State Controller Betty T. Yee, chair of California’s Franchise Tax Board (FTB) and the only statewide elected official serving on the Governor’s new Future of Work Commission, today convened a first-of-its-kind public meeting of FTB to look at California’s gig economy and changing tax landscape.
Experts in academia, business, and taxation – along with gig workers – met to discuss the rapidly changing nature of work and to proactively address tax compliance issues that likely will arise. As of 2016, FTB staff reported, the majority of gig workers did not receive any Form 1099 reporting income, more than one-third did not keep adequate records of expenses and potential deductions, and 43 percent did not set aside enough income to meet their tax obligations.
“The very idea of what constitutes a workplace is evolving, and it is our job as the state’s tax authority to prepare for the challenges and opportunities the gig economy presents,” said Yee, chief fiscal officer of the world’s fifth-largest economy. “Clearly education and outreach will be critically important to helping workers and business owners navigate tax reporting and compliance. Technology can play a key role in helping workers and companies meet their requirements.”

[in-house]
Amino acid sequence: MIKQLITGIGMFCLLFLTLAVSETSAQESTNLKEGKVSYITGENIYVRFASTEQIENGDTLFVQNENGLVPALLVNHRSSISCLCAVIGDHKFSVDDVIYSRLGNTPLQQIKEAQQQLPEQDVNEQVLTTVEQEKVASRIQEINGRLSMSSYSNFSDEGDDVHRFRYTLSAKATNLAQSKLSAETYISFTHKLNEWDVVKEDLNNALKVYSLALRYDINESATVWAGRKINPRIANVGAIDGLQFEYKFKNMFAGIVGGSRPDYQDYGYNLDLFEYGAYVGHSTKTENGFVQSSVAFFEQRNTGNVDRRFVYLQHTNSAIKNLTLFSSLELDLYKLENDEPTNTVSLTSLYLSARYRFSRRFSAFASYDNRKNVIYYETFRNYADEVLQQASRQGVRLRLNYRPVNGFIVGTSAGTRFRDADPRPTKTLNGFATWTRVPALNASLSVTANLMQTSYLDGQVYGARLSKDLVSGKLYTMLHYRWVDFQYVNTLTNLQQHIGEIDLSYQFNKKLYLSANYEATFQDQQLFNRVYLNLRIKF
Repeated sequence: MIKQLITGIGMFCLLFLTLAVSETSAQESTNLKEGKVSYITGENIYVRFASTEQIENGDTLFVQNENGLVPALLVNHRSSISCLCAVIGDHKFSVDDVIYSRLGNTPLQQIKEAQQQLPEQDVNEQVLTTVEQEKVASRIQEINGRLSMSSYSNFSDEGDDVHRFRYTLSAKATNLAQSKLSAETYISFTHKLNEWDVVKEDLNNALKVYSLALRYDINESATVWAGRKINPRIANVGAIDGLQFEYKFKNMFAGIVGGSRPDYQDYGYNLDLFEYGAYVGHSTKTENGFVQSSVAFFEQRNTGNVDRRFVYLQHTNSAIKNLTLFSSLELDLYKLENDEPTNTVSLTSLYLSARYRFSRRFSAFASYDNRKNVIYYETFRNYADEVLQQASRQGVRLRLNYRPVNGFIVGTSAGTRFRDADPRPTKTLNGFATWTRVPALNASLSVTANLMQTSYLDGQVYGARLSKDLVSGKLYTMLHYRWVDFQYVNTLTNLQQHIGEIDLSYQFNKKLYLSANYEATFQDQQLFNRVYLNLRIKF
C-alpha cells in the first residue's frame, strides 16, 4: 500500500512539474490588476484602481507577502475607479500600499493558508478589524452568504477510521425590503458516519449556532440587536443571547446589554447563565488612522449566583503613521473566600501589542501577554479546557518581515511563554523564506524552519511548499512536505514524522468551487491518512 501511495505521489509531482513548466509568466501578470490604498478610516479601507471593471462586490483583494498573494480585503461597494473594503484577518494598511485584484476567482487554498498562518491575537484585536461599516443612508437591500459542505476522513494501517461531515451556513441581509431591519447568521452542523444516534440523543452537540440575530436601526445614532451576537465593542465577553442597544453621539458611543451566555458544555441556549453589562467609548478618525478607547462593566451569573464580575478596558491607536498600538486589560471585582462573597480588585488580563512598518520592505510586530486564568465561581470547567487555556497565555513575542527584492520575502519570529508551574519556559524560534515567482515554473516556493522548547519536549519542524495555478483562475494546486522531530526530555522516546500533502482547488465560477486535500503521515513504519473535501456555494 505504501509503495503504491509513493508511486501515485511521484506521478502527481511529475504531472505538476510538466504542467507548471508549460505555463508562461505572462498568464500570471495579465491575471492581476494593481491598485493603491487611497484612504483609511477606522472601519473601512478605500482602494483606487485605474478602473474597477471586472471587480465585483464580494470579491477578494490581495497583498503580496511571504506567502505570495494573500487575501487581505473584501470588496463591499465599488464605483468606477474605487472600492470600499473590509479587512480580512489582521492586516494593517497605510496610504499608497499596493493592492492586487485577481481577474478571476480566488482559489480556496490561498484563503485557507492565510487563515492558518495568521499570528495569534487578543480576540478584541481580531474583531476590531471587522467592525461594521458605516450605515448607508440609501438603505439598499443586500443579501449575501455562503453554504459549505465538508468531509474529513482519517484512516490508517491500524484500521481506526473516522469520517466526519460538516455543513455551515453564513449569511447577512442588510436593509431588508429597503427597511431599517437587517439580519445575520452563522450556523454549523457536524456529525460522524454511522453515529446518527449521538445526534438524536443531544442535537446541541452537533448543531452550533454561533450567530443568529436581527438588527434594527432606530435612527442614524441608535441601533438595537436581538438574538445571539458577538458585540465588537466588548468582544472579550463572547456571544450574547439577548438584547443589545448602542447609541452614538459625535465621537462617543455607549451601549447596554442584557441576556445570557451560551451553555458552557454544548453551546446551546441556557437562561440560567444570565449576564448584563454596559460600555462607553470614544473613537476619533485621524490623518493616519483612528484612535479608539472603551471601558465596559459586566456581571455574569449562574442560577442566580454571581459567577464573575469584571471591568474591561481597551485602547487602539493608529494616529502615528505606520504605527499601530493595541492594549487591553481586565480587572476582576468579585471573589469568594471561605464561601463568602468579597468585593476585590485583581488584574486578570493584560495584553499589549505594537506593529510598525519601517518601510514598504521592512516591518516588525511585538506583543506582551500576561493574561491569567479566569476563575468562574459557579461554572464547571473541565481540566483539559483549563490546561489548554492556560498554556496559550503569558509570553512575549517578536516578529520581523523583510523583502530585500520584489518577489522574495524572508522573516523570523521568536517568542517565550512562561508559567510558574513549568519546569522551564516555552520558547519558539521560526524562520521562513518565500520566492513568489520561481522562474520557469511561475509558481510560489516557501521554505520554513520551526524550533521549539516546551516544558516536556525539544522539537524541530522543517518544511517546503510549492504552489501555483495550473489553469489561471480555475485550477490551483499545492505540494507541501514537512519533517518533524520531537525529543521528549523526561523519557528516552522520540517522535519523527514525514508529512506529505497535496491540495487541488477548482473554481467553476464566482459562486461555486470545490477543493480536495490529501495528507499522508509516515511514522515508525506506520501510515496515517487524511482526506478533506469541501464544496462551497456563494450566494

The changing nature of work has been an ongoing area of focus for Controller Yee. She expressed her hope that today’s meeting would help experts identify the outstanding questions requiring further research, and help fill the data gaps regarding the growing gig economy to support its continued strength.
Often at the forefront on emerging issues, the State of California has enacted the strongest laws in the nation to help ensure employees are not classified improperly as independent contractors, potentially depriving them of workplace rights and benefits. Businesses are studying how the changes will affect them and how to adapt, while tax professionals are weighing how the changes affect reporting requirements for companies and workers.
As the chief fiscal officer of California, Controller Yee is responsible for accountability and disbursement of the state’s financial resources. The Controller has independent auditing authority over government agencies that spend state funds. She is a member of numerous financing authorities, and fiscal and financial oversight entities including the Franchise Tax Board. She also serves on the boards for the nation’s two largest public pension funds. Elected in 2014 and reelected in 2018, Controller Yee is the tenth woman elected to a statewide office in California’s history. Follow the Controller on Twitter at @CAController and on Facebook at California State Controller’s Office.